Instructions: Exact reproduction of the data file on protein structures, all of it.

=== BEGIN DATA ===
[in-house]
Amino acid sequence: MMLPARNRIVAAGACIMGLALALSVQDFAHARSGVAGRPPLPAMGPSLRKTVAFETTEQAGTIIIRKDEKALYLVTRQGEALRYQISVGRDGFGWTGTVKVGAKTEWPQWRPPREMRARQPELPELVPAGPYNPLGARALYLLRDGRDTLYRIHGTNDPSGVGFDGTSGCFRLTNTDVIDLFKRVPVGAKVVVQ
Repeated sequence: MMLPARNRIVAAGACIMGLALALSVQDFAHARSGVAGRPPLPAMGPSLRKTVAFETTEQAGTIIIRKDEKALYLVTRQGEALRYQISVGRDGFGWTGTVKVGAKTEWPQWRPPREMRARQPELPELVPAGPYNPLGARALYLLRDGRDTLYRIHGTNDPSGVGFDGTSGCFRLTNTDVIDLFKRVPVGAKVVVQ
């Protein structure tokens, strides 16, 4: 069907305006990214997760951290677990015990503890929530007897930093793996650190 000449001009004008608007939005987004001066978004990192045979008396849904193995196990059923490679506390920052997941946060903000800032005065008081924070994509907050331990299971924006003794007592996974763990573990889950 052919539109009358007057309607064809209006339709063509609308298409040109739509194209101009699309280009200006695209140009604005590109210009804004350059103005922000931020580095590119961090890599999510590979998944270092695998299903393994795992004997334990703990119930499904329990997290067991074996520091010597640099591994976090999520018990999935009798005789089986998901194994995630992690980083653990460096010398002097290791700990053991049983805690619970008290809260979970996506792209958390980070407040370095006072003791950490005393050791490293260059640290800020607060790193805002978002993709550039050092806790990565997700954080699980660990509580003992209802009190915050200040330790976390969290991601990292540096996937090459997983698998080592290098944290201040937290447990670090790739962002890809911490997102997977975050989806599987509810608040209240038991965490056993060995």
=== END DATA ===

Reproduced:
[in-house]
Amino acid sequence: MMLPARNRIVAAGACIMGLALALSVQDFAHARSGVAGRPPLPAMGPSLRKTVAFETTEQAGTIIIRKDEKALYLVTRQGEALRYQISVGRDGFGWTGTVKVGAKTEWPQWRPPREMRARQPELPELVPAGPYNPLGARALYLLRDGRDTLYRIHGTNDPSGVGFDGTSGCFRLTNTDVIDLFKRVPVGAKVVVQ
Repeated sequence: MMLPARNRIVAAGACIMGLALALSVQDFAHARSGVAGRPPLPAMGPSLRKTVAFETTEQAGTIIIRKDEKALYLVTRQGEALRYQISVGRDGFGWTGTVKVGAKTEWPQWRPPREMRARQPELPELVPAGPYNPLGARALYLLRDGRDTLYRIHGTNDPSGVGFDGTSGCFRLTNTDVIDLFKRVPVGAKVVVQ
């Protein structure tokens, strides 16, 4: 069907305006990214997760951290677990015990503890929530007897930093793996650190 000449001009004008608007939005987004001066978004990192045979008396849904193995196990059923490679506390920052997941946060903000800032005065008081924070994509907050331990299971924006003794007592996974763990573990889950 052919539109009358007057309607064809209006339709063509609308298409040109739509194209101009699309280009200006695209140009604005590109210009804004350059103005922000931020580095590119961090890599999510590979998944270092695998299903393994795992004997334990703990119930499904329990997290067991074996520091010597640099591994976090999520018990999935009798005789089986998901194994995630992690980083653990460096010398002097290791700990053991049983805690619970008290809260979970996506792209958390980070407040370095006072003791950490005393050791490293260059640290800020607060790193805002978002993709550039050092806790990565997700954080699980660990509580003992209802009190915050200040330790976390969290991601990292540096996937090459997983698998080592290098944290201040937290447990670090790739962002890809911490997102997977975050989806599987509810608040209240038991965490056993060995």